Wind power could generate enough electricity to support the world's energy needs
several times over, according to a new map of global wind speeds that scientists
say is the first of its kind.
The map, compiled by researchers at Stanford University, shows wind speeds
at more than 8,000 sites around the world. The researchers found that at least
13 percent of those sites experience winds fast enough to power a modern wind
turbine. If turbines were set up in all these regions, they would generate 72
terawatts of electricity, according to the researchers.
A new map of global wind speeds shows that wind power has the
potential to produce five times more energy than the world consumes. Photo:
Courtesy of Archer and Jacobson / Journal of Geophysical Research
That's more than five times the world's energy needs, which was roughly 14
terawatts in 2002, according to the U.S. Department of Energy.
The researchers readily admit that existing buildings, land rights and other
obstacles would make it impossible to set up turbines in every single one of
the identified regions. But they point out that even 20 percent of those sites
could satisfy world energy consumption as it stands today.
More importantly, the study shows that wind can be a feasible alternative to
fossil fuels, said study co-author Cristina Archer.
"There is really a lot of wind out there that can be utilized for electricity
generation," said Archer. "The 72-terawatt finding quantifies how
much wind power is available.... It's like when people say how much oil is available
on a global scale. It doesn't mean all of it will be extracted."
If anything, the 72-terawatt figure is likely to be on the low side. Most of
the 8,199 wind-monitoring stations that contributed data to the map are concentrated
in highly developed nations. So the researchers had to make broad and often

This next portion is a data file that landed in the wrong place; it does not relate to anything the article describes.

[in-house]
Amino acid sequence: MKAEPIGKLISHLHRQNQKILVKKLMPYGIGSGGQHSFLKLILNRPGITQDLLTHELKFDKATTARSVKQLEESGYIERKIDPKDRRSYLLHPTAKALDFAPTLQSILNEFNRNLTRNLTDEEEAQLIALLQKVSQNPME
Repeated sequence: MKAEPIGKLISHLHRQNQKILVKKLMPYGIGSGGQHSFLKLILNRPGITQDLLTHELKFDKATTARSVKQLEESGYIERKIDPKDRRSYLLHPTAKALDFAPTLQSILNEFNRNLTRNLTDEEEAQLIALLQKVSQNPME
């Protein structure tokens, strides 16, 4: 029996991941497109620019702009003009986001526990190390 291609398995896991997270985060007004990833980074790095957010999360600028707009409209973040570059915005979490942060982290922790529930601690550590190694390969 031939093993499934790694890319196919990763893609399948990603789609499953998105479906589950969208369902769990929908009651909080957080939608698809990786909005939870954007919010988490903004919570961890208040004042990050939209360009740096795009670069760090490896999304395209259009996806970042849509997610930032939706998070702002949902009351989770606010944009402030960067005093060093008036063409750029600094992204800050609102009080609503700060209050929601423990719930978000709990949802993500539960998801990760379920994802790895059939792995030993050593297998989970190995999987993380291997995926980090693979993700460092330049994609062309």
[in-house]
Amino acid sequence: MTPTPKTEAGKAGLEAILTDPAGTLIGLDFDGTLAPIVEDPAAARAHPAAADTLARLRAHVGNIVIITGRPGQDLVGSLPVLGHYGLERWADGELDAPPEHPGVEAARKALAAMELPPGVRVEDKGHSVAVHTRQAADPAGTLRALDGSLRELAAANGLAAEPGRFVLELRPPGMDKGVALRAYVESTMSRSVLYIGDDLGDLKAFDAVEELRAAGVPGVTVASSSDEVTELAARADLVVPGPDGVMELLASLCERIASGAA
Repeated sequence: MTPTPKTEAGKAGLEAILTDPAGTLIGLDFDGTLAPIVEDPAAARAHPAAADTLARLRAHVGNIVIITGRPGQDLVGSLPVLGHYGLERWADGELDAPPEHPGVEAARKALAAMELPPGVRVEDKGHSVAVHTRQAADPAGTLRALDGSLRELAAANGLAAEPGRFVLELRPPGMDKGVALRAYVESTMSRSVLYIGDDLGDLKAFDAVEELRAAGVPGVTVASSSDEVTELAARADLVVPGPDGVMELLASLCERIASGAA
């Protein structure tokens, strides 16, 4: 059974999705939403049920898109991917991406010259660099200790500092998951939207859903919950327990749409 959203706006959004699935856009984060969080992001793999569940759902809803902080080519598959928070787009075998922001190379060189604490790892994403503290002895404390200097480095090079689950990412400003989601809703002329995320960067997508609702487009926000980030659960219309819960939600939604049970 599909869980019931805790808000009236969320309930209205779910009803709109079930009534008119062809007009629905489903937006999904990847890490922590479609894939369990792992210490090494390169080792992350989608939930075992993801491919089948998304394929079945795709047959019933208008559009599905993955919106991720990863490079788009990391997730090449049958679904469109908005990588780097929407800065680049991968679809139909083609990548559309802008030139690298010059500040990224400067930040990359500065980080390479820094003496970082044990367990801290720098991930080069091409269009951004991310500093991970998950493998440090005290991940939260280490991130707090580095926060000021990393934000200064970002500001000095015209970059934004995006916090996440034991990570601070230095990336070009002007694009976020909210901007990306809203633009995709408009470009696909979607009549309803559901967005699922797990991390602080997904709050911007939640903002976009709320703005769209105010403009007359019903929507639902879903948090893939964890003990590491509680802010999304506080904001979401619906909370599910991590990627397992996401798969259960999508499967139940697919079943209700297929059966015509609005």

conservative estimates for countries in Africa and Asia, and for other regions.
"They are probably significantly underestimating the total potential,"
said Christopher Flavin, CEO of the Worldwatch Institute, an environmental research
For instance, Flavin pointed to China, which several environmental organizations
have identified as having great potential for wind power. In contrast, the Stanford
map shows only a few locations there having the wind speeds necessary to power
a wind turbine.
Of the regions that are well-marked by the map, North America and parts of
Northern Europe both have a high number of ideal spots for setting up wind turbines.
To date, Northern Europe -- and Denmark in particular -- has made the best use
of that potential. Approximately 20 percent of Denmark's energy consumption
is fulfilled by wind power, according to the Danish Wind Industry Association.
The United States, on the other hand, generates less than 1 percent of its
electricity with wind power.
Archer said it was "ironic and sad" that the United States wasn't
doing more, given the resources available.
"But it's not too late," she said. "We can still do it and I
really hope we do."
The authors' study is scheduled to appear in the Journal of Geophysical Research
-- Atmospheres later this month.